ISTAMBUL: Doctors in the shattered suburbs of eastern Aleppo appealed for help last night after Syrian government warplanes destroyed the area's last children's hospital.
Forces loyal to President Bashar al-Assad pummelled Aleppo's rebel-held sector for a sixth day yesterday (Thursday), bringing the number of attacks to more than 100 in just 24 hours. On Wednesday, the bombing forced three hospitals, including a facility for sick and injured children, out of service, prompting the frantic evacuation of newborn babies to safety in a basement.
"We are used to these warplanes, we are used to these bombs, but please: stop this war," said the hospital director, Dr Hatem. "We are watching as newborn babies are bombed in their incubators. How can these children have a life after this?"
Photographs from the hospital showed infants lying prone on a bed as bombs fell outside.
Syria's brutal conflict has killed almost half a million people and seen hospitals destroyed across the country.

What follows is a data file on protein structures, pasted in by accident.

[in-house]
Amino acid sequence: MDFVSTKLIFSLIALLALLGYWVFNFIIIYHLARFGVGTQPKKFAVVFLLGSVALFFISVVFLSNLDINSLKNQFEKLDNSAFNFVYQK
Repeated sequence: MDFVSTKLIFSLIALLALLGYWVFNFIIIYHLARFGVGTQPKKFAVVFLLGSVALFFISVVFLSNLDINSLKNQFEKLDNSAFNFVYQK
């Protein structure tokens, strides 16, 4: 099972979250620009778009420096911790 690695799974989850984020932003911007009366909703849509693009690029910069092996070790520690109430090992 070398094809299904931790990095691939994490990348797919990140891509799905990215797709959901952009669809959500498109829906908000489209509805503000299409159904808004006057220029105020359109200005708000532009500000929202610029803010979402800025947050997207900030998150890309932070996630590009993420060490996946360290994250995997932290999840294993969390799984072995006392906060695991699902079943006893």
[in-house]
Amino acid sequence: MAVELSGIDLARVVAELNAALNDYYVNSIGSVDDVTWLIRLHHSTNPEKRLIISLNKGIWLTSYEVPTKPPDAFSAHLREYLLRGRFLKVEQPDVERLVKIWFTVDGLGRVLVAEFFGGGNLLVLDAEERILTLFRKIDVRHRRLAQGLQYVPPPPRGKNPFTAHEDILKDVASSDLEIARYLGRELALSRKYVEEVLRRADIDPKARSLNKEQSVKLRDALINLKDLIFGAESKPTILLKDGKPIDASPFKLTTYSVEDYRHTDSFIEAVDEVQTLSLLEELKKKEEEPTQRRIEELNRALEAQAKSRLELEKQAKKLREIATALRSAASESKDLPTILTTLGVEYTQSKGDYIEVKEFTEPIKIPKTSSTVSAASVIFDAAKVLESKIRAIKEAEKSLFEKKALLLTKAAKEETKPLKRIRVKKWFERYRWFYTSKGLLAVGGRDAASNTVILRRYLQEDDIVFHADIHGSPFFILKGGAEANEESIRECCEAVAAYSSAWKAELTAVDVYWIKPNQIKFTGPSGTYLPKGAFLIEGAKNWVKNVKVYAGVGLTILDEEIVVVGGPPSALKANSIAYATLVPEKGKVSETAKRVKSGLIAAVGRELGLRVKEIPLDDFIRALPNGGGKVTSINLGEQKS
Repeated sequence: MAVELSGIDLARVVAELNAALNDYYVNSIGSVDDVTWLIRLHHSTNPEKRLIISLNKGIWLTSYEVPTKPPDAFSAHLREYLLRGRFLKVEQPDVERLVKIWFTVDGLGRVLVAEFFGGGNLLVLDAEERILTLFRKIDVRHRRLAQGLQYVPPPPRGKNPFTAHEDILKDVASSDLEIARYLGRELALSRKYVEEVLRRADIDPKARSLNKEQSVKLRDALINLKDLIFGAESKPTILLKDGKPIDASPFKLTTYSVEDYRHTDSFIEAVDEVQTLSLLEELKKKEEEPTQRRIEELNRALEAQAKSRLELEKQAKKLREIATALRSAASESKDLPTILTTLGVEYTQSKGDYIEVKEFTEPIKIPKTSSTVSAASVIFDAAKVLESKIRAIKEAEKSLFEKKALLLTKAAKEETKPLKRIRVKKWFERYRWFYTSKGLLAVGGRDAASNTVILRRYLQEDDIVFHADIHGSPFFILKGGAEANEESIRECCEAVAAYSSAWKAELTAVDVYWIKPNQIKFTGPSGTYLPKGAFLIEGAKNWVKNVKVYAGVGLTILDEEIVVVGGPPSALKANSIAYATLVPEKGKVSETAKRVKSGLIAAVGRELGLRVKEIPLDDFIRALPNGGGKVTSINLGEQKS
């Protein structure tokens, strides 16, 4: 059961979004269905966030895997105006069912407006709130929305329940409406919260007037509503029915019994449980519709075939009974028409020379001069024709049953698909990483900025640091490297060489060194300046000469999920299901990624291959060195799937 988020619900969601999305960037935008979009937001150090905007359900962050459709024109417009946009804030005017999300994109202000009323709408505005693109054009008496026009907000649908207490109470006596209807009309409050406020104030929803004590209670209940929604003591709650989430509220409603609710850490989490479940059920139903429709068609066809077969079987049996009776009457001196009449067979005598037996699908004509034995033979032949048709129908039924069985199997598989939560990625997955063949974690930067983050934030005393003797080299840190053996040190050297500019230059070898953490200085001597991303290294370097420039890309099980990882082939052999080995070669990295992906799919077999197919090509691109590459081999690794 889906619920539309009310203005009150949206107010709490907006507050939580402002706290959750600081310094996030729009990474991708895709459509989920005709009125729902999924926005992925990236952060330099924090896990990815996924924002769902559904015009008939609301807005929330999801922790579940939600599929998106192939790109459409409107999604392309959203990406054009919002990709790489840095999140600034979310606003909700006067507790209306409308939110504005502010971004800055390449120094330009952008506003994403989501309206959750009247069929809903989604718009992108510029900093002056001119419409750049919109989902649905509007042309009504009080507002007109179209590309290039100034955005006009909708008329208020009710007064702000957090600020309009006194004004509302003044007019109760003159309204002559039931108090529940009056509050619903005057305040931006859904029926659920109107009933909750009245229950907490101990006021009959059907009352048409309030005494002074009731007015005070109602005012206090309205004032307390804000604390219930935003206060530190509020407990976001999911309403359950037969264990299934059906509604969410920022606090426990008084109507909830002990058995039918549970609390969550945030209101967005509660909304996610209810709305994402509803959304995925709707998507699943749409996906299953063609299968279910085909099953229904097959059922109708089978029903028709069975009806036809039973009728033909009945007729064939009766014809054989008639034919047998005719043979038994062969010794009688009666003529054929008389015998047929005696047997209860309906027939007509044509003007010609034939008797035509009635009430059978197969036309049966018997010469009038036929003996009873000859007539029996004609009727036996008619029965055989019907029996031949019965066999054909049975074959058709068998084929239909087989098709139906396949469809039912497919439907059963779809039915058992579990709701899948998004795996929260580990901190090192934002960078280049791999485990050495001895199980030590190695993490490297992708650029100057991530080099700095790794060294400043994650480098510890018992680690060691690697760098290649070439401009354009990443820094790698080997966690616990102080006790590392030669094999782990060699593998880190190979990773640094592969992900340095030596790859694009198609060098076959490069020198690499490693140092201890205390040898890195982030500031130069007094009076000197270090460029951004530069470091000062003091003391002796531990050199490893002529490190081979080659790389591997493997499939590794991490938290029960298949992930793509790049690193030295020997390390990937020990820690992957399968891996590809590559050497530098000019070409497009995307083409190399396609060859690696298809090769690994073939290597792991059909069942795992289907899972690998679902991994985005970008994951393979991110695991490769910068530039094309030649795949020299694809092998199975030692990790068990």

Peter Salama, Unicef's regional director for the Middle East, said the attacks should "shake the moral compass of the world". Control of Aleppo has been roughly divided since 2012 between Mr Assad's regime in the west and armed groups which oppose it in the east.
The Independent Doctors Association, which funds the children's hospital, said there were now only 18 incubators in the whole of rebel-held Aleppo.
With frontlines largely stagnant across much of Syria, the battle for Aleppo province has become one of the most important. Rebel forces opposing Mr Assad's regime must cling onto territory in and around Aleppo city if they are to remain a viable fighting force.
Further north along the Turkish border, US-backed forces were poised last night to push Islamic State of Iraq and the Levant (Isil) militants from Manbij, the city dubbed "Little London".